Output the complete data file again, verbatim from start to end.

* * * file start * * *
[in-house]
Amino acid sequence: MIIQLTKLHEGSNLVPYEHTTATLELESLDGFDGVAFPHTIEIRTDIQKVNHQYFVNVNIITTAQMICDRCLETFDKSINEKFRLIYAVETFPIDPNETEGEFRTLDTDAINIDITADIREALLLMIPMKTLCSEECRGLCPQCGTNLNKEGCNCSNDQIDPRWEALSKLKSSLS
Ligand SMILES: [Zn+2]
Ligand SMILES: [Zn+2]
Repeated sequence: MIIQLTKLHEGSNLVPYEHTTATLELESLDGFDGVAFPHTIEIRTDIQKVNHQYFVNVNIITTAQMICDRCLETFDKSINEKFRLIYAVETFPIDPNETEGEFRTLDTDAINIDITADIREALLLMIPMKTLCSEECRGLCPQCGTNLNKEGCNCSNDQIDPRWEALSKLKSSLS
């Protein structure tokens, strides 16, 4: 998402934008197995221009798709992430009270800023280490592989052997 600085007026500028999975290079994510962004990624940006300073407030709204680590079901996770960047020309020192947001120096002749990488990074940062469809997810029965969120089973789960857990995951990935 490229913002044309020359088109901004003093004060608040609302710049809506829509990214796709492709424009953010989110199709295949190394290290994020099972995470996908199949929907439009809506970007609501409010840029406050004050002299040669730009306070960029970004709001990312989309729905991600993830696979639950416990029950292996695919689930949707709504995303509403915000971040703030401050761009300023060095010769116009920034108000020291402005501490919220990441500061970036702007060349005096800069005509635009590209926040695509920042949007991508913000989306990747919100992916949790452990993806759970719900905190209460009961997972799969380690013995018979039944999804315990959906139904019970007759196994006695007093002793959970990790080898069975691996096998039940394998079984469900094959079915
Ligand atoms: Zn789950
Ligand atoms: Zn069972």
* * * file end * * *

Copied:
[in-house]
Amino acid sequence: MIIQLTKLHEGSNLVPYEHTTATLELESLDGFDGVAFPHTIEIRTDIQKVNHQYFVNVNIITTAQMICDRCLETFDKSINEKFRLIYAVETFPIDPNETEGEFRTLDTDAINIDITADIREALLLMIPMKTLCSEECRGLCPQCGTNLNKEGCNCSNDQIDPRWEALSKLKSSLS
Ligand SMILES: [Zn+2]
Ligand SMILES: [Zn+2]
Repeated sequence: MIIQLTKLHEGSNLVPYEHTTATLELESLDGFDGVAFPHTIEIRTDIQKVNHQYFVNVNIITTAQMICDRCLETFDKSINEKFRLIYAVETFPIDPNETEGEFRTLDTDAINIDITADIREALLLMIPMKTLCSEECRGLCPQCGTNLNKEGCNCSNDQIDPRWEALSKLKSSLS
């Protein structure tokens, strides 16, 4: 998402934008197995221009798709992430009270800023280490592989052997 600085007026500028999975290079994510962004990624940006300073407030709204680590079901996770960047020309020192947001120096002749990488990074940062469809997810029965969120089973789960857990995951990935 490229913002044309020359088109901004003093004060608040609302710049809506829509990214796709492709424009953010989110199709295949190394290290994020099972995470996908199949929907439009809506970007609501409010840029406050004050002299040669730009306070960029970004709001990312989309729905991600993830696979639950416990029950292996695919689930949707709504995303509403915000971040703030401050761009300023060095010769116009920034108000020291402005501490919220990441500061970036702007060349005096800069005509635009590209926040695509920042949007991508913000989306990747919100992916949790452990993806759970719900905190209460009961997972799969380690013995018979039944999804315990959906139904019970007759196994006695007093002793959970990790080898069975691996096998039940394998079984469900094959079915
Ligand atoms: Zn789950
Ligand atoms: Zn069972």